regimen fresh, intense and productive
Goal: Strength, conditioning
Bodyparts: Total body
If you've been training for a decade or more, then you know. It used to be that tough workouts were defined by how much time you spent in the gym.
"Oh, I trained legs for hours yesterday."
"I spent 90 minutes yesterday - all on chest."
These odd badges of honor were more a waste of time than a route to a better physique. These days, we know that by increasing the intensity of our workouts, we can drastically change the way our bodies look. Research on high-intensity interval training (HIIT), for example, has shown that you can burn more fat and keep metabolism higher and for longer than you can through steady-state cardio - all while preserving more muscle. Happily, cardio isn't the only realm where greater intensity leads to better body composition.
A study published in The Journal of Nutrition showed that protein synthesis (read: muscle building) was increased for 24 hours after training performed to failure, even when done with lighter weight. Also, high-intensity resistance training done with short rest periods has been shown to improve markers of cardiovascular fitness, which can lead to greater fat-burning. So all-heavy-all-the-time isn't the only way to build muscle and burn fat. It turns out that intense training to failure, even at lighter loads, can help you get the body you want.
CrossFit is an increasingly popular training system that combines high-intensity weight training with bodyweight exercise, gymnastics and Olympic movements, usually in a race against the clock. Some of their most popular workouts include those named after men who have served in the armed forces. "The Murph" requires you to run a mile, then do 100 pull-ups, 200 push-ups and 300 squats followed by another mile, all for time. Most CrossFitters take it head on, as prescribed. Others break up the bodyweight moves into more manageable segments, such as 10 pull-ups, 20 push-ups and 30 squats, 10 times through. Other workouts consist of small circuits that are done repeatedly for a set amount of time.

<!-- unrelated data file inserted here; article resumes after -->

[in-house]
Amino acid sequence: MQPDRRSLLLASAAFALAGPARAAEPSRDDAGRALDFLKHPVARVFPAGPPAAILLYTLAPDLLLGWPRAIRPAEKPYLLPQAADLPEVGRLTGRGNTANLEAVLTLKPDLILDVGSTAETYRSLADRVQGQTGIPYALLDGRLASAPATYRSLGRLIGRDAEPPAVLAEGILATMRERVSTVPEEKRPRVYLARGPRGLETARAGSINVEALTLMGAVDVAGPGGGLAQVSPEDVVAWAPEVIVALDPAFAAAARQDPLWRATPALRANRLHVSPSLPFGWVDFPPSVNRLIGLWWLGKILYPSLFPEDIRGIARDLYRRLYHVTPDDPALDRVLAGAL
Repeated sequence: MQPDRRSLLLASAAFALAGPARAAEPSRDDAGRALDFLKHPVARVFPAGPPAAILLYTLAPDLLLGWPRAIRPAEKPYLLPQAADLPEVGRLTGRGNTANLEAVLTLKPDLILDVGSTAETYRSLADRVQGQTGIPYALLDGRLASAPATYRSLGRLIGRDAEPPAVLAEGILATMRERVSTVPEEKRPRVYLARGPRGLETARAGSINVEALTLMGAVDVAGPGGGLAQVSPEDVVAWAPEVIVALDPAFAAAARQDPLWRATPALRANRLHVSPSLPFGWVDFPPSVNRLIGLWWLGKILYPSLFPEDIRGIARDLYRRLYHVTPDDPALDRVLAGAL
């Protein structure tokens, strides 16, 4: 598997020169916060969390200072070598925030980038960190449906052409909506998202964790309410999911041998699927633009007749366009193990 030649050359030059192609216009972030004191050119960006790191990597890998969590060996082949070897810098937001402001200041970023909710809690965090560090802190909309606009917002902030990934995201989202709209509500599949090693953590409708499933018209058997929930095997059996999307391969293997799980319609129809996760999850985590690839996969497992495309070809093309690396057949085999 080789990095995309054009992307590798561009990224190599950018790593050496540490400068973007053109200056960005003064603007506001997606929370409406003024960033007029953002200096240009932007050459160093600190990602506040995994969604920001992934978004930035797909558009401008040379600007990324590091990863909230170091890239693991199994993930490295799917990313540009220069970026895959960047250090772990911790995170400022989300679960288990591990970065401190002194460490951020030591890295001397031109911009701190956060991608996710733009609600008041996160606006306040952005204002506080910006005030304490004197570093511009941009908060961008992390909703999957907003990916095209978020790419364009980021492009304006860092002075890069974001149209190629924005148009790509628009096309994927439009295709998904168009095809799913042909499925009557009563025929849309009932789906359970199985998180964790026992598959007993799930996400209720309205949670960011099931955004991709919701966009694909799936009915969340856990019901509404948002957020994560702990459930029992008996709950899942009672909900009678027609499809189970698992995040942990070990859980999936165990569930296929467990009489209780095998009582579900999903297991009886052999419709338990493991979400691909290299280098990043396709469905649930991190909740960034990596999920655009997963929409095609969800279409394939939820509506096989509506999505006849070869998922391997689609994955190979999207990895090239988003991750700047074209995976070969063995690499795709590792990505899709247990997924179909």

Using that CrossFit methodology to your advantage can allow you to get an intense, full-body workout in a relatively short amount of time. High-intensity training advocates such as Drew Baye (www.drewbaye.com) like the 5-10-15 breakdown found in workouts such as CrossFit's "Cindy" routine, which calls for doing as many rounds of five pull-ups, 10 push-ups and 15 bodyweight squats as possible in 20 minutes. (Note: Baye's prescription calls for full range of motion pull-ups, rather than the kipping pull-ups advocated by CrossFitters.)
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Here, we provide three, 5-10-15 workouts you can try on your own with limited space and equipment. Each one provides a slightly different kind of sweat-soaked torture. Try performing as many rounds as you can for 12 minutes. Add one minute of work each week, or strive to perform one more round in the same amount of time, for a progressive, full-body conditioning workout that torches fat and builds lean mass.
5 - deadlifts
10 - dumbbell rows
15 - incline dumbbell presses
>> For the deadlifts, use 0.75-1.0 times your bodyweight. Use the same pair of dumbbells for the presses and rows. Use straps for the deadlifts only later in the routine when your grip begins to fail.
5 - underhand pull-ups
10 - dips
15 - bodyweight squats
>> To keep your transitions quick, try to perform this workout at a station that includes a pull-up bar and parallel bars.
5 - weighted pull-ups
10 - weighted push-ups
15 - weighted squats
>> For this more advanced workout, use a weight vest or load a sturdy backpack with a 25-pound weight plate.
For more on metabolic conditioning, visit www.drewbaye.com. To try other CrossFit-specific workouts, head to www.crossfit.com.